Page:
“In Thomas Jefferson and Sally Hemings: An American Controversy (1997), the legal historian Annette Gordon-Reed presented what amounts to a detailed brief arguing that Jefferson was most likely the father of Hemings’s children. Then, the next year, Dr. Eugene A. Foster, et al., published the results of a genetic study concluding that ‘a Jefferson male’ had fathered Eston Hemings. That study also ruled out the Carr brothers as possible fathers and found no link between the Jeffersons and Thomas Woodson. An investigation by the Thomas Jefferson Foundation, which has owned and operated Monticello since 1923, accepted in January 2000 that Jefferson was probably the father of Hemings’s children.”

      You are correct that there is no DNA evidence fingering Thomas Jefferson as the father of Hemings’s children, but the DNA evidence does not rule him out. It does, however, rule out the brothers whom the Jefferson family had previously accused of being the fathers. Other evidence, meanwhile, suggests that Thomas Jefferson was probably the father of her children (e.g., testimony from one of her sons, records indicating when Jefferson was home and away, etc.).

      What we make of these facts—well, that’s what the debate is all about.

  8. Mark

    How can that be seen as credible when the newsprint shown says that Thomas Jefferson sailed in a vessel with Sally Hemings, which we know not to be true. Also, Callender is cited. Callender publicly swore vengeance against Jefferson and printed many proven lies against the other founding fathers.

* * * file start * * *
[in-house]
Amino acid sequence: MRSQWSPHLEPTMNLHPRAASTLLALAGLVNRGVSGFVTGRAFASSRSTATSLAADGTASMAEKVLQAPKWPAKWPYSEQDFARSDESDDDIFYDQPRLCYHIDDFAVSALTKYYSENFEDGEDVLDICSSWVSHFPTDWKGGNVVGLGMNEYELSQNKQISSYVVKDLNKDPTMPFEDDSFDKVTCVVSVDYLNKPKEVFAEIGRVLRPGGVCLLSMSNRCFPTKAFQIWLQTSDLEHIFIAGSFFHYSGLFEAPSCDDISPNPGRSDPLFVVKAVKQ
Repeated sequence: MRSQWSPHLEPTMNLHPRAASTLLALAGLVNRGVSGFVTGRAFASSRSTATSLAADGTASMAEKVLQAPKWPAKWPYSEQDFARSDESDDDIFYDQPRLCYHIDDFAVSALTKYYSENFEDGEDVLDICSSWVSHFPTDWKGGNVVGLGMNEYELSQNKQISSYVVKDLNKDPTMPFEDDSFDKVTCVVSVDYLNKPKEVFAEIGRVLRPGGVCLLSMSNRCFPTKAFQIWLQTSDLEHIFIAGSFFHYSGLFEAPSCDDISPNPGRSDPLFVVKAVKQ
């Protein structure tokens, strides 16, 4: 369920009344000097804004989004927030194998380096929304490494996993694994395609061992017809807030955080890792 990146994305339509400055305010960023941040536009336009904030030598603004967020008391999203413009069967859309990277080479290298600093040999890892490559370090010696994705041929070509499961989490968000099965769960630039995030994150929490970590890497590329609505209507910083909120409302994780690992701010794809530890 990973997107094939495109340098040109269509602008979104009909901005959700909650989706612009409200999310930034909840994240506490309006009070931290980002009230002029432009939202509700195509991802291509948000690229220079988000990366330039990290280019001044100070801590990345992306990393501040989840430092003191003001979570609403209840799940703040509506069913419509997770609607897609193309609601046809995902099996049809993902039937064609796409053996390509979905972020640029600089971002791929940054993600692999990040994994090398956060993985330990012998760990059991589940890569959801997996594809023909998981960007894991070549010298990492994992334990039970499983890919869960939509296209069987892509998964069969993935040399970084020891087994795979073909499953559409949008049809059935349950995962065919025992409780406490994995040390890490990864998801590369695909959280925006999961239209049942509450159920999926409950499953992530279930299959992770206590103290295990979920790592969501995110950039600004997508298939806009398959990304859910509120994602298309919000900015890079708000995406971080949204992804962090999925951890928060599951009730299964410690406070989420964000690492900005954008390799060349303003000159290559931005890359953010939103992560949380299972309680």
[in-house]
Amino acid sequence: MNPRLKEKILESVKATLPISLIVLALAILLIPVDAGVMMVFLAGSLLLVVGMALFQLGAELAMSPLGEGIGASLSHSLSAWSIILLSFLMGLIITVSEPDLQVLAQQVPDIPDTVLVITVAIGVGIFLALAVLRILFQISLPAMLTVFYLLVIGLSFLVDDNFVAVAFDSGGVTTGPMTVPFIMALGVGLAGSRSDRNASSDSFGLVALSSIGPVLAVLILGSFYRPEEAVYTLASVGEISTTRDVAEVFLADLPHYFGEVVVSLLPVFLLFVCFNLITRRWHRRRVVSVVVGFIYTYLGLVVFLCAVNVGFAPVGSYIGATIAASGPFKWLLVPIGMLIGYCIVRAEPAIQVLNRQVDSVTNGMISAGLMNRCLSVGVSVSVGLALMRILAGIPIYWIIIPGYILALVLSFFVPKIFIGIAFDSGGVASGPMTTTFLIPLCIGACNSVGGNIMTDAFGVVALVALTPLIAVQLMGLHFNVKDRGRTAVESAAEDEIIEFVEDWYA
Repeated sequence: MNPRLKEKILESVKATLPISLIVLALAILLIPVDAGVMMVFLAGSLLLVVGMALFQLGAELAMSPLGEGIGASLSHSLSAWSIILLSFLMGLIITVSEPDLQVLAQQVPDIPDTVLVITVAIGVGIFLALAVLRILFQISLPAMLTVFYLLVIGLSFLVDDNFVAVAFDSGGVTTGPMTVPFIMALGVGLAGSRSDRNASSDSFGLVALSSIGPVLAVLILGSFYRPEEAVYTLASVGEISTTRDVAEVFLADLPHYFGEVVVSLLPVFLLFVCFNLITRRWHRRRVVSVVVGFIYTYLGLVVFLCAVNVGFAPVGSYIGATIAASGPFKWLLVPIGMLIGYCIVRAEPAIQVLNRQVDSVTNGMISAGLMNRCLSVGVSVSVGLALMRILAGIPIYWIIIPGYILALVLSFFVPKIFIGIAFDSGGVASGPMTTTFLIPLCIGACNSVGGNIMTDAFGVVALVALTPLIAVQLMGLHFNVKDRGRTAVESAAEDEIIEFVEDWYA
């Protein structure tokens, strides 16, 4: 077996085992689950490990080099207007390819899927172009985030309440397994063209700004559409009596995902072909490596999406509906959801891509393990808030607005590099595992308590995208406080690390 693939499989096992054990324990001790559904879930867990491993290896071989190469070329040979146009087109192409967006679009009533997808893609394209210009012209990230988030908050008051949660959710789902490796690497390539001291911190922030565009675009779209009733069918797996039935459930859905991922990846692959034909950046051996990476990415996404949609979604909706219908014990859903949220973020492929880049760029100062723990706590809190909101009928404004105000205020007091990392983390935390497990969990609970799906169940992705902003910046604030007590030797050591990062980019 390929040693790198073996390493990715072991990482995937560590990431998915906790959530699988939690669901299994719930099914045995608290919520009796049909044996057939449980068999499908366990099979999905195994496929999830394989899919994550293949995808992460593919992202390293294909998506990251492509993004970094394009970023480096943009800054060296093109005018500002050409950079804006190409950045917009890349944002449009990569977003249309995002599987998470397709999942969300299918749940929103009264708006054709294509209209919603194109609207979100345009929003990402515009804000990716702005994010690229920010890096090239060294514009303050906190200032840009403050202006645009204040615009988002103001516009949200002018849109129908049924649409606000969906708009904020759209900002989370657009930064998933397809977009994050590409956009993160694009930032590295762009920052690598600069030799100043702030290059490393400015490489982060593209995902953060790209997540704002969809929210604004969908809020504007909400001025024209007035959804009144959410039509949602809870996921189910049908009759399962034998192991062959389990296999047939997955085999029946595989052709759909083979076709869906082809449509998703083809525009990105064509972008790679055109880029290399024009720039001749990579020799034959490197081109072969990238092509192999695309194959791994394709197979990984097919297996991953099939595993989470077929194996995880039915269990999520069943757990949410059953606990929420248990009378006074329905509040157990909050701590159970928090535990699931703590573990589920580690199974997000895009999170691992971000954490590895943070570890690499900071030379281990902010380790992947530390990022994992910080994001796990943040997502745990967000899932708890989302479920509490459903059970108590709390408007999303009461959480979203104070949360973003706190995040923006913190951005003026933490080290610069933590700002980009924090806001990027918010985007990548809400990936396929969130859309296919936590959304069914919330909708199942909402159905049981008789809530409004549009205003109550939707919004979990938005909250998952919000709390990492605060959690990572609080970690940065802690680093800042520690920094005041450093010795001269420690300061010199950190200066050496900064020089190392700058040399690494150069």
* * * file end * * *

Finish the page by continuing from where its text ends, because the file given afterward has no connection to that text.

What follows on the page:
1. Brendan Wolfe Post author

      Mark, You’ll have to be more specific: what is “the newsprint shown” that you refer to? And yes, of course we cite Callender. He was one of the primary players in this particular drama, and if you want to know all the facts, then you have to cite folks like Callender. What you make of his claims is up to you.

  9. Mark

    Sorry, I used the link you referred to and a single newsprint article was prominent. It seems to me that since without Callender and Thomas Woodson their would be no reason for connecting Jefferson with his niece Sally’s children. They are both proven liars. Woodson could not even prove that Sally Hemings was his mother. The testimony of Jefferson’s daughter that said there was no way into Jefferson’s room that was not seen by the household is ignored. The whole controversy is based on the speculation that individuals known for lying may have told the truth once, and individuals known for there character may have slipped up on this rare occasion. It apparently is not what we make of facts, because the only facts are on Jefferson’s side. The other side only has fantastic speculations of what could have occurred.

  10. Mark

    I just wanted to correct my above comment where I accidently wrote that Sally was his niece when, of course, she was his sister in law.

Leave a Reply

Your email address will not be published. Required fields are marked *

XHTML: You can use these tags <a href="" title=""> <abbr title=""> <acronym title=""> <b> <blockquote cite=""> <cite> <code> <del datetime=""> <em> <i> <q cite=""> <s> <strike> <strong>